Joe Sacco, regardingPalestine
On the occasion of the French release of Palestine, Joe Sacco defines his book as comic strip journalism. He comments Israeli-Palestinian news and criticises the Oslo Accords. His book is sold in the United States and in London but not in Israel.
Born in Malta in 1960, Joe Sacco grew up in Australia than in the United States, where he graduated in journalism from the University of Oregon in 1981 before turning towards comics. After an interlude in Malta, he founded and edited the monthly Portland Permanent Press between 1985 and 1986, before joining the Fantagraphics Books team in Los Angeles, writing a column in The comic journal.
At the same time, he created the satirical journal Centrifugal Bumble-Puppy. Publishing his comic strip autobiography Yahoo (1988 to 1992), he travelled throughout Europe in 1988 then in Israel in 1992, creating Palestine which brought together the albums Palestine: An occupied nation (1993) and Palestine: in the Gaza Strip (1995). This non-fiction graphic novel, the first of its kind, in which she puts graphical innovation at the service of journalistic activism, earned him the prestigious American book award in 1996.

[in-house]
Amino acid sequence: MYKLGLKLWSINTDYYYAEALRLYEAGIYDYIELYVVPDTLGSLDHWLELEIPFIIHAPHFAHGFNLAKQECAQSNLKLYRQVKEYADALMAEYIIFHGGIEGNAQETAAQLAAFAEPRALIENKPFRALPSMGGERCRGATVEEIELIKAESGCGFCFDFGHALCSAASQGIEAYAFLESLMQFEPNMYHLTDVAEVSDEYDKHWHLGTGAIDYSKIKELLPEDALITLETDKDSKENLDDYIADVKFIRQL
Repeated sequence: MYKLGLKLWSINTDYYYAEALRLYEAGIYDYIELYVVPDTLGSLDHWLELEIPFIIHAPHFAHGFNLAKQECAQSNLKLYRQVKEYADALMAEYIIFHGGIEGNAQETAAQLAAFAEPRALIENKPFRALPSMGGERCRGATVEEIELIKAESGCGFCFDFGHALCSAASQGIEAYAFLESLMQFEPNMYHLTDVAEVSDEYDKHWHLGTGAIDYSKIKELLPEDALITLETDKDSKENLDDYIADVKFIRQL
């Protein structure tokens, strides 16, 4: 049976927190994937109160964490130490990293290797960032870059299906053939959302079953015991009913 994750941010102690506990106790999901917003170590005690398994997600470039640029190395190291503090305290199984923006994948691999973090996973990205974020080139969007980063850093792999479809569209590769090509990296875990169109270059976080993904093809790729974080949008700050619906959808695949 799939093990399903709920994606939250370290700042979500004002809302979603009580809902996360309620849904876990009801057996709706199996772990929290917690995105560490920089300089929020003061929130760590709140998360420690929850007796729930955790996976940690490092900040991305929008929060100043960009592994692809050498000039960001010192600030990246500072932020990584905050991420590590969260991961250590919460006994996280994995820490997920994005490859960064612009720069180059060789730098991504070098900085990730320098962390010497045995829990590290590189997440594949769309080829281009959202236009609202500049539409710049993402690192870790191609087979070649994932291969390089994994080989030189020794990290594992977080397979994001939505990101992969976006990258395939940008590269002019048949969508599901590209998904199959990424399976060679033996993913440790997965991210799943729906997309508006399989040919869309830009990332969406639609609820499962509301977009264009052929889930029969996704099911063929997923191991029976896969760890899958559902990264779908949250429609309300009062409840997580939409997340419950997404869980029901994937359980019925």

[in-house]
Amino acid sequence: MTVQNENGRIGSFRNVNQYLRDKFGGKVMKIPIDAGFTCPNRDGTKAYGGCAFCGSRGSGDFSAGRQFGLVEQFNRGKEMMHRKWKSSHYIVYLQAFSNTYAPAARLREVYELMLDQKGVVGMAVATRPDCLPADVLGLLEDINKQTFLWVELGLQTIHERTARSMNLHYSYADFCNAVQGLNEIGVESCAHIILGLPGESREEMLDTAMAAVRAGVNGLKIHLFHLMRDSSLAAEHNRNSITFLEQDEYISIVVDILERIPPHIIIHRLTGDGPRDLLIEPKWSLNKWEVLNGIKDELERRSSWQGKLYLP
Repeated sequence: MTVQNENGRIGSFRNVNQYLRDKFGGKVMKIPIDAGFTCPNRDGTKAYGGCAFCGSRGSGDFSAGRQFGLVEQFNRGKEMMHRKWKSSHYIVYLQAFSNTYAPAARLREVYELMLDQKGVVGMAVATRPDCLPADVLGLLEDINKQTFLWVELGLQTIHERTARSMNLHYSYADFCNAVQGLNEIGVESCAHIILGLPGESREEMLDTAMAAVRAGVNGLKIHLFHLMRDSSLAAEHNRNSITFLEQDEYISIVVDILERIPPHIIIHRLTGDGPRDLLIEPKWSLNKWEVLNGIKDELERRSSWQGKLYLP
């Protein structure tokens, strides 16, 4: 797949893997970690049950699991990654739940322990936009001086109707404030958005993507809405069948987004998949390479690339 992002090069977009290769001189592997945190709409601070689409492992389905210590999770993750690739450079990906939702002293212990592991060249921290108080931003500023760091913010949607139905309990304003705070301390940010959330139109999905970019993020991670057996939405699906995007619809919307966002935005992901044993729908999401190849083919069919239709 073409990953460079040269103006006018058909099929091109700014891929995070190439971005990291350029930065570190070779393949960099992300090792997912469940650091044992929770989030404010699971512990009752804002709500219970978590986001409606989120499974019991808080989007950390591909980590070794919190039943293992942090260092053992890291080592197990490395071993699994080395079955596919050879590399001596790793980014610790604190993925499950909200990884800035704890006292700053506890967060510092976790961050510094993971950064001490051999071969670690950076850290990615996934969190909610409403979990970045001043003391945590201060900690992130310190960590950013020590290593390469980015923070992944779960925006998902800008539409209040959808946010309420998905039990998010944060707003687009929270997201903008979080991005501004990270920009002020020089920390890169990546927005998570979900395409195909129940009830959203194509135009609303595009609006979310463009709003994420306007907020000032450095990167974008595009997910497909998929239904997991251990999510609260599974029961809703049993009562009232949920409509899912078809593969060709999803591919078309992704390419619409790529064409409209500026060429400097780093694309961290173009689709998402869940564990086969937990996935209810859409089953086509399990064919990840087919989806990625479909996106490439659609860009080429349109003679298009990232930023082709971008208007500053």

After Palestine, it was Sarajevo in 1995 - an experience from which he created Soba (1998) and other stories brought together later in War's End (2005) - and La Hague, where he covered the trials of Bosnian war criminals for Art Spiegelman's magazine, Details, in 1998. In 2000, Gorazde, based on his experience in the former Yugoslavia, confirmed him as one of the most innovative authors of comics on the planet.